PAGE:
Senate bill aims to cut prison sentences to save state funds

Prison wall
Prison wall at the St. Cloud Correctional Facility.
MPR Photo/Tim Post

The bill proposed by DFL Senator Linda Higgins would cut $78 million from the Department of Public Safety and the Department of Corrections. The bulk of the cuts, $66 million, would come from the Corrections Department.

Because most of the department's expenses come from housing inmates, Higgins said the only way to save money is by reducing the number of inmates walking into prisons and the amount of time they stay there. Her plan accomplishes that by eliminating mandatory minimum sentences for some offenses.

"In the last 10 or 15 years, legislators have imposed all of these mandatory minimums and taken away any discretion that judges have on certain things," Higgins said. "And all of the research that's been going around the country on prison systems have found that it has really been a driver in an explosion of costs in a prison system."

Higgins wants to repeal required minimum sentences for felony drunk drivers, for some drug offenses and for predatory offenders who fail to register with authorities. She said judges should decide the length of sentences.

"They're the ones who know the circumstances. They know the person," Higgins said. "They're more intimately involved in a case rather than the those of us who sit this building and decide that we should be deciding a certain person's sentences. It's really not an appropriate thing for us to be doing. I think it should be people in that other branch of government."

The bill also reduces the length of time all inmates would serve in prison. Currently, offenders have to serve at least two-thirds of their sentence in prison or jail. The bill would shorten it to 60 percent. In other words, a person with a thirty year sentence would see their length of time in prison reduced from twenty years to eighteen years. Higgins said lawmakers have to make changes in light of a tough budget deficit.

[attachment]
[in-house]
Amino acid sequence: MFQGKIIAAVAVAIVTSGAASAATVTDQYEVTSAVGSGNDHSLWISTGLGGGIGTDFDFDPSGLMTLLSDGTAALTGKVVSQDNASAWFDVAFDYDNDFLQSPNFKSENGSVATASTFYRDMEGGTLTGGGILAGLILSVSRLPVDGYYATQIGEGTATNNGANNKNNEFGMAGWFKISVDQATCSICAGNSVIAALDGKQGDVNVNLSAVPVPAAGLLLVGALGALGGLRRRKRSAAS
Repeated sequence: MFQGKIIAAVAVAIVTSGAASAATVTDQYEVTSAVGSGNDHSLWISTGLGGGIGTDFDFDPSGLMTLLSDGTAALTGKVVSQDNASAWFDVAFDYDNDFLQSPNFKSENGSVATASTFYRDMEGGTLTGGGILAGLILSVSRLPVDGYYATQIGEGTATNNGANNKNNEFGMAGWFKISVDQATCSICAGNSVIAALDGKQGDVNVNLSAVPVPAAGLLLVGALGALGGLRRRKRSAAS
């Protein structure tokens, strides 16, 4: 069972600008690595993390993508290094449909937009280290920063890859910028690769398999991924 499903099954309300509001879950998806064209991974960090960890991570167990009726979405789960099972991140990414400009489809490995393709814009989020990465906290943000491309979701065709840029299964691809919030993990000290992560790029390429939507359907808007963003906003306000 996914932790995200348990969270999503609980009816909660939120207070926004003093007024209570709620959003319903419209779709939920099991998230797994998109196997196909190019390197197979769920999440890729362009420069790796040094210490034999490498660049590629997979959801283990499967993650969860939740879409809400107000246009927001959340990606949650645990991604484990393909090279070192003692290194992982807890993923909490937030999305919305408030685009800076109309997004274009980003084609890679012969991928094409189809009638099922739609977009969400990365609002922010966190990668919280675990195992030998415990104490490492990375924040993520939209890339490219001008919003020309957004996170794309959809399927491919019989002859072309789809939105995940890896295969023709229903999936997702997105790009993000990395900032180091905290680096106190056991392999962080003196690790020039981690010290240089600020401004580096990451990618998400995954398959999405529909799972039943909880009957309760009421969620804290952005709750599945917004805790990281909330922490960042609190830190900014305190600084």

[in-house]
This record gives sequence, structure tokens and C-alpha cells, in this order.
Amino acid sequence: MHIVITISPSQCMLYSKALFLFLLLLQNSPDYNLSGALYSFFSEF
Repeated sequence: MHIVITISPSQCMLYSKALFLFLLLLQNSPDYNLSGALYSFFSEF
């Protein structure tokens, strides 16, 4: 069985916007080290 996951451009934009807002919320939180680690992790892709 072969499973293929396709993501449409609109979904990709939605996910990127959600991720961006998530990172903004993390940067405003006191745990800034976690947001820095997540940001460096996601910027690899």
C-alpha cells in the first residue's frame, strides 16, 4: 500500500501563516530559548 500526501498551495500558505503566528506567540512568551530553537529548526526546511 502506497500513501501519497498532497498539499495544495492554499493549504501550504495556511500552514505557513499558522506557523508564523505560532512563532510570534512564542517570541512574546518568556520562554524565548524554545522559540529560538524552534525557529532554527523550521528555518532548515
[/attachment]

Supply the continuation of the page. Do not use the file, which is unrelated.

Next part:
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That doesn't appease county attorneys who say the bill takes a step backward.

"In my experience going back to the '80s, I've never seen a rush at the last moment to attempt to save lots of money by making radical changes to the criminal justice system," said Hennepin County Attorney Mike Freeman.

Freeman said eliminating mandatory minimum sentences and prison time is a mistake. Even though the bill would apply only to inmates who are sentenced after July 1, Freeman said nearly every inmate already in prison would apply for the reduction. He said courts would force the state to make the change retroactive, meaning further reductions for inmates.

"It doesn't save any money," he said. "By the time we're done in the next two or three years litigating everyone's sentence again, it's going to be very expensive and there's no money in this bill for it."

Freeman said there are other ways for the state to save money. Among his suggestions is a study commission to determine which sentences should be reduced or extended. An official with the Minnesota County Attorneys Association said his organization has long supported a hike in the liquor tax to pay for public safety and corrections programs.

The Senate bill has other critics. Officials with Mothers Against Drunk Driving said repealing the mandatory minimum for felony DWIs will make the roads less safe. Lynn Goughler, with MADD Minnesota, said the felony DWI laws are working.

"I think that the laws in Minnesota for DWI have to be looked at very carefully and we can't just be changing DWI laws for the convenience of a state budget," Goughler said.

Goughler said she believes the state could save money by passing a law that requires drunk drivers to install a system that checks their blood alcohol level before they can start their cars. The engine won't start if the driver has been drinking.

The Public Safety Finance Committee debated and approved the bill on a divided voice vote. A full Senate vote is expected early next week. A companion bill in the Minnesota House cuts less to Corrections and Public Safety. It would rely on a cut in the daily amount spent on prisoners, freeze nonessential hiring and reduce sentences for low level drug offenses.